Journal of Neural Transmission

, Volume 125, Issue 1, pp 89–102 | Cite as

A systematic meta-analysis of the association of Neuregulin 1 (NRG1), d-amino acid oxidase (DAO), and DAO activator (DAOA)/G72 polymorphisms with schizophrenia

  • Vinita Jagannath
  • Miriam Gerstenberg
  • Christoph U. Correll
  • Susanne Walitza
  • Edna GrünblattEmail author
Psychiatry and Preclinical Psychiatric Studies - Original Article


The glutamate hypothesis of schizophrenia is related to the proposed dysregulation of d-amino acid oxidase (DAO), DAO activator (DAOA)/G72, and Neuregulin 1 (NRG1) genes. Genetic studies have shown significant associations between DAO, DAOA, NRG1 single-nucleotide polymorphisms (SNPs), and schizophrenia. The systematic literature search yielded 6, 5, and 18 new studies for DAO, DAOA, and NRG1 published after 2011 and not included in the previous SchizophreniaGene (SZGene) meta-analysis. We conducted meta-analyses of 20, 23, and 48 case–control studies, respectively, to comprehensively evaluate the association of 8 DAO, 12 DAOA, and 14 NRG1 SNPs with schizophrenia. The updated meta-analyses resulted in the following findings: the C-allele of DAO rs4623951 was associated with schizophrenia across all pooled studies [Odds ratio (OR) = 0.88, 95% confidence interval (CI) = 0.79–0.98, p = 0.02, N = 3143]; however, no new reports could be included. The G-allele of DAOA rs778293 was associated with schizophrenia in Asian patients (OR = 1.17, 95% CI = 1.08–1.27, p = 0.00008, N = 6117), and the T-allele of DAOA rs3916971 was associated with schizophrenia across all studies (OR = 0.84, 95% CI = 0.73–0.96, p = 0.01, N = 1765). Again, for both SNPs, no new eligible studies were available. After adding new reports, the T-allele of NRG1 SNP8NRG241930 (rs62510682) across all studies (OR = 0.95, 95% CI = 0.91–0.997, p = 0.04, N = 22,898) and in Caucasian samples (OR = 0.95, 95% CI = 0.90–0.99, p = 0.03, N = 16,014), and the C-allele of NRG1 rs10503929 across all studies (OR = 0.89, 95% CI = 0.81–0.97, p = 0.01, N = 6844) and in Caucasian samples (OR = 0.89, 95% CI = 0.81–0.98, p = 0.01, N = 6414) were protective against schizophrenia. Our systematic meta-analysis is the most updated one for the association of DAO, DAOA, and NRG1 SNPs with schizophrenia.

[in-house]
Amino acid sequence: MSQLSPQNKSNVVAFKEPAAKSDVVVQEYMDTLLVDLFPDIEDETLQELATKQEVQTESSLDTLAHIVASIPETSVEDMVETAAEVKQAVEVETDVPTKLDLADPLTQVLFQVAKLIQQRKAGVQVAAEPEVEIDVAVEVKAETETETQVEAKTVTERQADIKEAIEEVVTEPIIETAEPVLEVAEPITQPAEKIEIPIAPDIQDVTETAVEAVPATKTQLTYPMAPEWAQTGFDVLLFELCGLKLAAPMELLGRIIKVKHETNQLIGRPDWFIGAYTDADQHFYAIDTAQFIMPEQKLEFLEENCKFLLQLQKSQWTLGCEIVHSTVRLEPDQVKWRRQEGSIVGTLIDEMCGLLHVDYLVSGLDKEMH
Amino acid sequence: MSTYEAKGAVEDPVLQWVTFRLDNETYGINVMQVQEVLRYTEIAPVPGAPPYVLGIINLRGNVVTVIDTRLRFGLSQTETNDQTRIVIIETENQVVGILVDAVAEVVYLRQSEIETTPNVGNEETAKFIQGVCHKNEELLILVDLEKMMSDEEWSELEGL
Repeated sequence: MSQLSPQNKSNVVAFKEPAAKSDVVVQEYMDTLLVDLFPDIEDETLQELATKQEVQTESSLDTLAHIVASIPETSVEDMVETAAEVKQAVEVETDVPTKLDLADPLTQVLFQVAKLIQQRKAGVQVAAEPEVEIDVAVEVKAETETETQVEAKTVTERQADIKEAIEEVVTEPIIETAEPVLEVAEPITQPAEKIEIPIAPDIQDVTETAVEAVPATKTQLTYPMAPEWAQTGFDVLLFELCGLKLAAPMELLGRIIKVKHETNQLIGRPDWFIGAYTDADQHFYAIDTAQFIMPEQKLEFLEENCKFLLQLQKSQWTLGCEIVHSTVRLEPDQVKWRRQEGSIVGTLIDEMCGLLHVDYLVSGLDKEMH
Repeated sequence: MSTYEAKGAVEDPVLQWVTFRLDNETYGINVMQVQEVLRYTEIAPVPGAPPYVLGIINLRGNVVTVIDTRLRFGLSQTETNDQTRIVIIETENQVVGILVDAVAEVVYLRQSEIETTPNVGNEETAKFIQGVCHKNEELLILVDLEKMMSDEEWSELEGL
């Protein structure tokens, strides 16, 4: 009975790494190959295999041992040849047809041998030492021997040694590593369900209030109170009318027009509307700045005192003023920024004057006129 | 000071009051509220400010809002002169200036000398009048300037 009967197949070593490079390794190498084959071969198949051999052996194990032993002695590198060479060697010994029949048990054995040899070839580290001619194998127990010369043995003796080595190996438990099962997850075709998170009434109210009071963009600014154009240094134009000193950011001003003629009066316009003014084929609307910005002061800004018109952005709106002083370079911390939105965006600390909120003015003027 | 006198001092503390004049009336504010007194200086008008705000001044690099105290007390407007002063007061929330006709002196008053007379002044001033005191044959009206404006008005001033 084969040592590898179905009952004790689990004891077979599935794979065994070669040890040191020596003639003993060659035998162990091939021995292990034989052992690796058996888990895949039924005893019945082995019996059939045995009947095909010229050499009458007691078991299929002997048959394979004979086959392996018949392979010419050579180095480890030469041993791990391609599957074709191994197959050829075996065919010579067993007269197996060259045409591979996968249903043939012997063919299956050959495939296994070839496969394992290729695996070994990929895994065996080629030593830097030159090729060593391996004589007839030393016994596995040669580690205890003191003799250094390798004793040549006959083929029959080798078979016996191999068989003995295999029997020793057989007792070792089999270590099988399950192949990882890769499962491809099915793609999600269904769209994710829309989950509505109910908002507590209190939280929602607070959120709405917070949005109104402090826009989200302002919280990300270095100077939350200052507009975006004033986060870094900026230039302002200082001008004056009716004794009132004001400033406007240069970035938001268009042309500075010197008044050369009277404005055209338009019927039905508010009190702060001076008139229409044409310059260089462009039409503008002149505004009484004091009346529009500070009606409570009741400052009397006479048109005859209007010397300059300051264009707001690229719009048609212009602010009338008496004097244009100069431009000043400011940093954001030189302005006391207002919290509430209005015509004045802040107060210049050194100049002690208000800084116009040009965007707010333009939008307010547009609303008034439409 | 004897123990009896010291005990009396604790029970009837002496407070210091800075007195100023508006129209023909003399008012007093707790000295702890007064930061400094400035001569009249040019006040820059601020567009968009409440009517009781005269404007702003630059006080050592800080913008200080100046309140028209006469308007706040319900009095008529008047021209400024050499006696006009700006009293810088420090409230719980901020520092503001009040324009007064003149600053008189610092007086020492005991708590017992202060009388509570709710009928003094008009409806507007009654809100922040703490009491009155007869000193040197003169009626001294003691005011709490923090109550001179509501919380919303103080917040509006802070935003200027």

DAO/DAAO DAOA/G72 NRG1 SNP Meta-analysis Schizophrenia 


Compliance with ethical standards

Conflict of interest

Dr. Christoph U. Correll has been a consultant and/or advisor to or has received honoraria from: Alkermes, Allergan, Bristol-Myers Squibb, Gerson Lehrman Group, IntraCellular Therapies, Janssen/J&J, LB Pharma, Lundbeck, Medavante, Medscape, Neurocrine, Otsuka, Pfizer, ProPhase, Sunovion, Takeda, and Teva. He has provided expert testimony for Bristol-Myers Squibb, Janssen, and Otsuka. He served on a Data Safety Monitoring Board for Lundbeck and Pfizer. He received grant support from Takeda. Dr. Susanne Walitza has received lecture honoraria from Eli-Lilly, Astra Zeneca, Shire, and Opopharma in the last 5 years. Outside professional activities and interests are declared under the link of the University of Zurich The other authors declare no conflict of interest.


This project was supported by the Swiss Government Excellence Scholarship (2014.0826) to VJ.

Supplementary material

702_2017_1782_MOESM1_ESM.docx (5.5 mb)
Supplementary material 1 (DOCX 5629 kb)


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Copyright information

© Springer-Verlag GmbH Austria 2017

Authors and Affiliations

  1. 1.Department of Child and Adolescent Psychiatry and Psychotherapy, University Hospital of Psychiatry Zurich, Centre for Child and Adolescent Psychiatry ResearchUniversity of ZurichSchlierenSwitzerland
  2. 2.The Zucker Hillside Hospital, Psychiatry Research, Northwell HealthGlen OaksUSA
  3. 3.Hofstra Northwell School of MedicineHempsteadUSA
  4. 4.The Feinstein Institute for Medical ResearchManhassetUSA
  5. 5.Neuroscience Center ZurichUniversity of Zurich and ETH ZurichZurichSwitzerland
  6. 6.Zurich Center for Integrative Human PhysiologyUniversity of ZurichZurichSwitzerland

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